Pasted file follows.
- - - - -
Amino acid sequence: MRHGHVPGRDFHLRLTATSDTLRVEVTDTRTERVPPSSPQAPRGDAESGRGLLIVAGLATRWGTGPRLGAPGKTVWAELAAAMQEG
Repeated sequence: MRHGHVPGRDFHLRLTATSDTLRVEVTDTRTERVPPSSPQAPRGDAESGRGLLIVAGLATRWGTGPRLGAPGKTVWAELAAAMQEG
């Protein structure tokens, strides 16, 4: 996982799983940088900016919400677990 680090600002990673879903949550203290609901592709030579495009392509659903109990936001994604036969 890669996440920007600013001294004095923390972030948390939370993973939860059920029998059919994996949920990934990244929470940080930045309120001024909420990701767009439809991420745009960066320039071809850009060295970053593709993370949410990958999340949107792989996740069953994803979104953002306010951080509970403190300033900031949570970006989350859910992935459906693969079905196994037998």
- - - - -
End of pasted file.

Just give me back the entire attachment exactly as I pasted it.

Amino acid sequence: MRHGHVPGRDFHLRLTATSDTLRVEVTDTRTERVPPSSPQAPRGDAESGRGLLIVAGLATRWGTGPRLGAPGKTVWAELAAAMQEG
Repeated sequence: MRHGHVPGRDFHLRLTATSDTLRVEVTDTRTERVPPSSPQAPRGDAESGRGLLIVAGLATRWGTGPRLGAPGKTVWAELAAAMQEG
């Protein structure tokens, strides 16, 4: 996982799983940088900016919400677990 680090600002990673879903949550203290609901592709030579495009392509659903109990936001994604036969 890669996440920007600013001294004095923390972030948390939370993973939860059920029998059919994996949920990934990244929470940080930045309120001024909420990701767009439809991420745009960066320039071809850009060295970053593709993370949410990958999340949107792989996740069953994803979104953002306010951080509970403190300033900031949570970006989350859910992935459906693969079905196994037998």